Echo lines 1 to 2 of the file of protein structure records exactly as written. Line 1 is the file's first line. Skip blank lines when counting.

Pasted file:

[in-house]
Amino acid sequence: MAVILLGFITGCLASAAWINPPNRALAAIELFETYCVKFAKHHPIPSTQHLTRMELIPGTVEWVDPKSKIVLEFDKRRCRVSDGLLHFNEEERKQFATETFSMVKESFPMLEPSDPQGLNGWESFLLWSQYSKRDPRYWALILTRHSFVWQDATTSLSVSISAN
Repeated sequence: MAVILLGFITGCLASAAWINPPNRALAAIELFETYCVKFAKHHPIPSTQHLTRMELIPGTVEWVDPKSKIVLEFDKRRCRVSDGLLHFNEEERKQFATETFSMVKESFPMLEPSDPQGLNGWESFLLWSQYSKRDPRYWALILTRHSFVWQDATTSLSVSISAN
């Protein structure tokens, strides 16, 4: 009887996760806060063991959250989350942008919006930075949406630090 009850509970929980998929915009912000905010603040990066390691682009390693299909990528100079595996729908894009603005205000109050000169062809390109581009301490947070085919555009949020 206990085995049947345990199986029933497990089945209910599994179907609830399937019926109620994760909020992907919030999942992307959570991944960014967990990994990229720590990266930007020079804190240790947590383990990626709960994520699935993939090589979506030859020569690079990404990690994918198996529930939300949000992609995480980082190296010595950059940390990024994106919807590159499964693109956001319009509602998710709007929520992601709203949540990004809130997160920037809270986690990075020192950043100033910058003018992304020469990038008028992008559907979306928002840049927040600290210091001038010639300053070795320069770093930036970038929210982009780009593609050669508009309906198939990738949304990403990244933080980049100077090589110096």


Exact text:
[in-house]
Amino acid sequence: MAVILLGFITGCLASAAWINPPNRALAAIELFETYCVKFAKHHPIPSTQHLTRMELIPGTVEWVDPKSKIVLEFDKRRCRVSDGLLHFNEEERKQFATETFSMVKESFPMLEPSDPQGLNGWESFLLWSQYSKRDPRYWALILTRHSFVWQDATTSLSVSISAN